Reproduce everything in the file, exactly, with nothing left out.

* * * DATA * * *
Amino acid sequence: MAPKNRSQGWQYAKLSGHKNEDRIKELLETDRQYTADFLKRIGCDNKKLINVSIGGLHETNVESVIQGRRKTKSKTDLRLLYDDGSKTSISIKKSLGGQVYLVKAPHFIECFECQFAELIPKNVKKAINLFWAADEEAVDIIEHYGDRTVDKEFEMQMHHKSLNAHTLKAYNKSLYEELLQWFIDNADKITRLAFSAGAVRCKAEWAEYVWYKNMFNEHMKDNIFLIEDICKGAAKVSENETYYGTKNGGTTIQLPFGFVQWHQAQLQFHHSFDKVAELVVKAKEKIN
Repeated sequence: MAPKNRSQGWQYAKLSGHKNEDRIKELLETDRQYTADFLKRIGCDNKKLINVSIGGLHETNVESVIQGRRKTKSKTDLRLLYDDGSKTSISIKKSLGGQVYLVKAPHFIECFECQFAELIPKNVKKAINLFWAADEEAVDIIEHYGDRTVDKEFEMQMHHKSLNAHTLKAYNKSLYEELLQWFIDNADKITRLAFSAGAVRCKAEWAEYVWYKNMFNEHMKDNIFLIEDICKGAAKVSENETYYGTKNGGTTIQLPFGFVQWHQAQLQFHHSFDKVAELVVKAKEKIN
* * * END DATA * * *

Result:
Amino acid sequence: MAPKNRSQGWQYAKLSGHKNEDRIKELLETDRQYTADFLKRIGCDNKKLINVSIGGLHETNVESVIQGRRKTKSKTDLRLLYDDGSKTSISIKKSLGGQVYLVKAPHFIECFECQFAELIPKNVKKAINLFWAADEEAVDIIEHYGDRTVDKEFEMQMHHKSLNAHTLKAYNKSLYEELLQWFIDNADKITRLAFSAGAVRCKAEWAEYVWYKNMFNEHMKDNIFLIEDICKGAAKVSENETYYGTKNGGTTIQLPFGFVQWHQAQLQFHHSFDKVAELVVKAKEKIN
Repeated sequence: MAPKNRSQGWQYAKLSGHKNEDRIKELLETDRQYTADFLKRIGCDNKKLINVSIGGLHETNVESVIQGRRKTKSKTDLRLLYDDGSKTSISIKKSLGGQVYLVKAPHFIECFECQFAELIPKNVKKAINLFWAADEEAVDIIEHYGDRTVDKEFEMQMHHKSLNAHTLKAYNKSLYEELLQWFIDNADKITRLAFSAGAVRCKAEWAEYVWYKNMFNEHMKDNIFLIEDICKGAAKVSENETYYGTKNGGTTIQLPFGFVQWHQAQLQFHHSFDKVAELVVKAKEKIN